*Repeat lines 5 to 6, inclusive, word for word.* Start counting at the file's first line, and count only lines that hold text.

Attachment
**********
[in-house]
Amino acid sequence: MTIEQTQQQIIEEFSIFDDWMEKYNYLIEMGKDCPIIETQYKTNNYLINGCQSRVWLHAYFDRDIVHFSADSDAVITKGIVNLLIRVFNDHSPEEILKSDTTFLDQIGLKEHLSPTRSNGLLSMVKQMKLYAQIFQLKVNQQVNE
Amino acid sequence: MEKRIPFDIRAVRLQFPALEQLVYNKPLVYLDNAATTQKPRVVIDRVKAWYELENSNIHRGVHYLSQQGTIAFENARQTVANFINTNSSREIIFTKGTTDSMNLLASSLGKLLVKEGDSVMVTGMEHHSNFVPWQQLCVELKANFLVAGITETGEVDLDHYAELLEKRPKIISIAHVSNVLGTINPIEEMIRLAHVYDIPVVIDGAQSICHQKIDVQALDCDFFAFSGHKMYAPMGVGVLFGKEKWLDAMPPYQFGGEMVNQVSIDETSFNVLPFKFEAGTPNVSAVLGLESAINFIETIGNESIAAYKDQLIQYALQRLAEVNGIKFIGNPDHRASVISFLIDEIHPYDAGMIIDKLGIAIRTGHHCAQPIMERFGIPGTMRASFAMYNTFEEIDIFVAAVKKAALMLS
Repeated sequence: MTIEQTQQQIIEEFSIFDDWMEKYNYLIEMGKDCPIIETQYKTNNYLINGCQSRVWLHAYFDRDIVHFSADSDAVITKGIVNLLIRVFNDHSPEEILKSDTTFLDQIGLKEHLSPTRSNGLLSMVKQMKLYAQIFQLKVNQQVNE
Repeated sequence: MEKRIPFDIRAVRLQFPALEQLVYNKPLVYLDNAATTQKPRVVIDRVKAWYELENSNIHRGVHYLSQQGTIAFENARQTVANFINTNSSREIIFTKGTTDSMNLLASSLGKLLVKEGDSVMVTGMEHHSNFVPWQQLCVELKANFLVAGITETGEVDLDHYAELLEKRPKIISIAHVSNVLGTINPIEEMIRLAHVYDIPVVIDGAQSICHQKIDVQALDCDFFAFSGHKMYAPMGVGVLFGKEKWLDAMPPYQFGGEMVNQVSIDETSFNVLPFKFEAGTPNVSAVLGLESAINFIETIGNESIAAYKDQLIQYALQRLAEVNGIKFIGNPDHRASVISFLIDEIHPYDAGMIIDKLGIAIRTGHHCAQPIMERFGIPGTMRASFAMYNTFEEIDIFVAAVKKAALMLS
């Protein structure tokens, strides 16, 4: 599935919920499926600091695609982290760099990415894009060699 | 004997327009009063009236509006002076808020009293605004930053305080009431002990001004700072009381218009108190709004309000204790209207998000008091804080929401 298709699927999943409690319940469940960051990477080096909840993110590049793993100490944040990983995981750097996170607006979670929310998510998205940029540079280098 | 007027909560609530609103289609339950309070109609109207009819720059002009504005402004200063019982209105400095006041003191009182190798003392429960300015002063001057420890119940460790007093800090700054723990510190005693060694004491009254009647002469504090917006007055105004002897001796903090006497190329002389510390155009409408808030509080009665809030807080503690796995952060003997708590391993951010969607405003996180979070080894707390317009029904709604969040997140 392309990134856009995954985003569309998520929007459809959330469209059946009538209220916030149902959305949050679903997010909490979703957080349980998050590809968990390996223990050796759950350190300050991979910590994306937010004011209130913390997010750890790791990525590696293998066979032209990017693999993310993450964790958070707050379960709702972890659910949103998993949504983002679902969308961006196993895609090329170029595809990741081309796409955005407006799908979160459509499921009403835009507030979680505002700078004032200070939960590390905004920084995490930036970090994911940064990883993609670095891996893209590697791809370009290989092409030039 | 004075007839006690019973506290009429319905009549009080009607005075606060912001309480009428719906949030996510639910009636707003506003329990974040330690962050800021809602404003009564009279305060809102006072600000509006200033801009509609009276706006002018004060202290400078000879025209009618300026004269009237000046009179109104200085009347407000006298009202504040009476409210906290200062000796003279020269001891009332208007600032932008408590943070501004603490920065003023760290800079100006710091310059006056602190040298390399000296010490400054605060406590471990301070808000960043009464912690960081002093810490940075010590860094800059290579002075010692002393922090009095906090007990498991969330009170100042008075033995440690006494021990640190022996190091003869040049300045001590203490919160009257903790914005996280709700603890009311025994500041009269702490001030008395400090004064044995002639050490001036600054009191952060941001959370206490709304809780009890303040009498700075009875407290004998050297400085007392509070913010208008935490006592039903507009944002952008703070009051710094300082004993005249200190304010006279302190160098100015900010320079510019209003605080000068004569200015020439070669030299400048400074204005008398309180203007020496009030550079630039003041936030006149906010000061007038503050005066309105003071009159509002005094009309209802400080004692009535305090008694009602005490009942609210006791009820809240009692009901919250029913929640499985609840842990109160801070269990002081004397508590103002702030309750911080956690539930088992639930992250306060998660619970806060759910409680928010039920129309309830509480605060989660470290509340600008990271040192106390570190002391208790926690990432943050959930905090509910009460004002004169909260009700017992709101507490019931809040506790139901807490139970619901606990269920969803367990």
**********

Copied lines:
Repeated sequence: MEKRIPFDIRAVRLQFPALEQLVYNKPLVYLDNAATTQKPRVVIDRVKAWYELENSNIHRGVHYLSQQGTIAFENARQTVANFINTNSSREIIFTKGTTDSMNLLASSLGKLLVKEGDSVMVTGMEHHSNFVPWQQLCVELKANFLVAGITETGEVDLDHYAELLEKRPKIISIAHVSNVLGTINPIEEMIRLAHVYDIPVVIDGAQSICHQKIDVQALDCDFFAFSGHKMYAPMGVGVLFGKEKWLDAMPPYQFGGEMVNQVSIDETSFNVLPFKFEAGTPNVSAVLGLESAINFIETIGNESIAAYKDQLIQYALQRLAEVNGIKFIGNPDHRASVISFLIDEIHPYDAGMIIDKLGIAIRTGHHCAQPIMERFGIPGTMRASFAMYNTFEEIDIFVAAVKKAALMLS
């Protein structure tokens, strides 16, 4: 599935919920499926600091695609982290760099990415894009060699 | 004997327009009063009236509006002076808020009293605004930053305080009431002990001004700072009381218009108190709004309000204790209207998000008091804080929401 298709699927999943409690319940469940960051990477080096909840993110590049793993100490944040990983995981750097996170607006979670929310998510998205940029540079280098 | 007027909560609530609103289609339950309070109609109207009819720059002009504005402004200063019982209105400095006041003191009182190798003392429960300015002063001057420890119940460790007093800090700054723990510190005693060694004491009254009647002469504090917006007055105004002897001796903090006497190329002389510390155009409408808030509080009665809030807080503690796995952060003997708590391993951010969607405003996180979070080894707390317009029904709604969040997140 392309990134856009995954985003569309998520929007459809959330469209059946009538209220916030149902959305949050679903997010909490979703957080349980998050590809968990390996223990050796759950350190300050991979910590994306937010004011209130913390997010750890790791990525590696293998066979032209990017693999993310993450964790958070707050379960709702972890659910949103998993949504983002679902969308961006196993895609090329170029595809990741081309796409955005407006799908979160459509499921009403835009507030979680505002700078004032200070939960590390905004920084995490930036970090994911940064990883993609670095891996893209590697791809370009290989092409030039 | 004075007839006690019973506290009429319905009549009080009607005075606060912001309480009428719906949030996510639910009636707003506003329990974040330690962050800021809602404003009564009279305060809102006072600000509006200033801009509609009276706006002018004060202290400078000879025209009618300026004269009237000046009179109104200085009347407000006298009202504040009476409210906290200062000796003279020269001891009332208007600032932008408590943070501004603490920065003023760290800079100006710091310059006056602190040298390399000296010490400054605060406590471990301070808000960043009464912690960081002093810490940075010590860094800059290579002075010692002393922090009095906090007990498991969330009170100042008075033995440690006494021990640190022996190091003869040049300045001590203490919160009257903790914005996280709700603890009311025994500041009269702490001030008395400090004064044995002639050490001036600054009191952060941001959370206490709304809780009890303040009498700075009875407290004998050297400085007392509070913010208008935490006592039903507009944002952008703070009051710094300082004993005249200190304010006279302190160098100015900010320079510019209003605080000068004569200015020439070669030299400048400074204005008398309180203007020496009030550079630039003041936030006149906010000061007038503050005066309105003071009159509002005094009309209802400080004692009535305090008694009602005490009942609210006791009820809240009692009901919250029913929640499985609840842990109160801070269990002081004397508590103002702030309750911080956690539930088992639930992250306060998660619970806060759910409680928010039920129309309830509480605060989660470290509340600008990271040192106390570190002391208790926690990432943050959930905090509910009460004002004169909260009700017992709101507490019931809040506790139901807490139970619901606990269920969803367990």